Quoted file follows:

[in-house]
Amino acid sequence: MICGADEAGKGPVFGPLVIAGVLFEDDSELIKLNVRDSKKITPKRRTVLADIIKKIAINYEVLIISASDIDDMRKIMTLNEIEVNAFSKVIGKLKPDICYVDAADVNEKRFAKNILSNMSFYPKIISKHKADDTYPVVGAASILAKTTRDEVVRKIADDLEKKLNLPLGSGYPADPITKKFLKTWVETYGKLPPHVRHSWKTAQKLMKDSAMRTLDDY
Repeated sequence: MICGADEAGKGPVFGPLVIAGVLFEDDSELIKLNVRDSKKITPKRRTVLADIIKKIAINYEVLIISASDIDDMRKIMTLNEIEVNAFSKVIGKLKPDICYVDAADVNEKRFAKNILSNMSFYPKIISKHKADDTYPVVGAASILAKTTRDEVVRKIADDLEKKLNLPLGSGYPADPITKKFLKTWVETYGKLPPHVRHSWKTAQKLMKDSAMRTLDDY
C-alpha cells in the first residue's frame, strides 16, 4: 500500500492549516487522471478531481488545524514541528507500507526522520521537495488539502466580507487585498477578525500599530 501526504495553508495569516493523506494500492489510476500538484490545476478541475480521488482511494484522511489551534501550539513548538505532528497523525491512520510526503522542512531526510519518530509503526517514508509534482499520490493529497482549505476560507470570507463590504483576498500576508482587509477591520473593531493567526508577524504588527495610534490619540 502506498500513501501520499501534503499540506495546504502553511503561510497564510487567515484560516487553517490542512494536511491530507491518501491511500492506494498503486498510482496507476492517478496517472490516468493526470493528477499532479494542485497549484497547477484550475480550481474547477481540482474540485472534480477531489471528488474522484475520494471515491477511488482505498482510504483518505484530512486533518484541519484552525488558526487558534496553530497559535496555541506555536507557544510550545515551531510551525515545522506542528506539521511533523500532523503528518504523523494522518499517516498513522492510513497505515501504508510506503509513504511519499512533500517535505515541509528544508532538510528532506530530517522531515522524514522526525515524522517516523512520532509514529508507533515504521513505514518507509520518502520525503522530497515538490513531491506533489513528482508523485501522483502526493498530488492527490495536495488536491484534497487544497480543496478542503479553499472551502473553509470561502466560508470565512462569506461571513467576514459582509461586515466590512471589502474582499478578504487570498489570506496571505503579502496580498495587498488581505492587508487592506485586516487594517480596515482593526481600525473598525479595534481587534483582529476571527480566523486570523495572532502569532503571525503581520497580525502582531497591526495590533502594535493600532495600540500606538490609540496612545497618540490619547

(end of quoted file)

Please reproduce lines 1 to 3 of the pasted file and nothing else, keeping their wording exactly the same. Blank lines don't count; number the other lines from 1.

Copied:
[in-house]
Amino acid sequence: MICGADEAGKGPVFGPLVIAGVLFEDDSELIKLNVRDSKKITPKRRTVLADIIKKIAINYEVLIISASDIDDMRKIMTLNEIEVNAFSKVIGKLKPDICYVDAADVNEKRFAKNILSNMSFYPKIISKHKADDTYPVVGAASILAKTTRDEVVRKIADDLEKKLNLPLGSGYPADPITKKFLKTWVETYGKLPPHVRHSWKTAQKLMKDSAMRTLDDY
Repeated sequence: MICGADEAGKGPVFGPLVIAGVLFEDDSELIKLNVRDSKKITPKRRTVLADIIKKIAINYEVLIISASDIDDMRKIMTLNEIEVNAFSKVIGKLKPDICYVDAADVNEKRFAKNILSNMSFYPKIISKHKADDTYPVVGAASILAKTTRDEVVRKIADDLEKKLNLPLGSGYPADPITKKFLKTWVETYGKLPPHVRHSWKTAQKLMKDSAMRTLDDY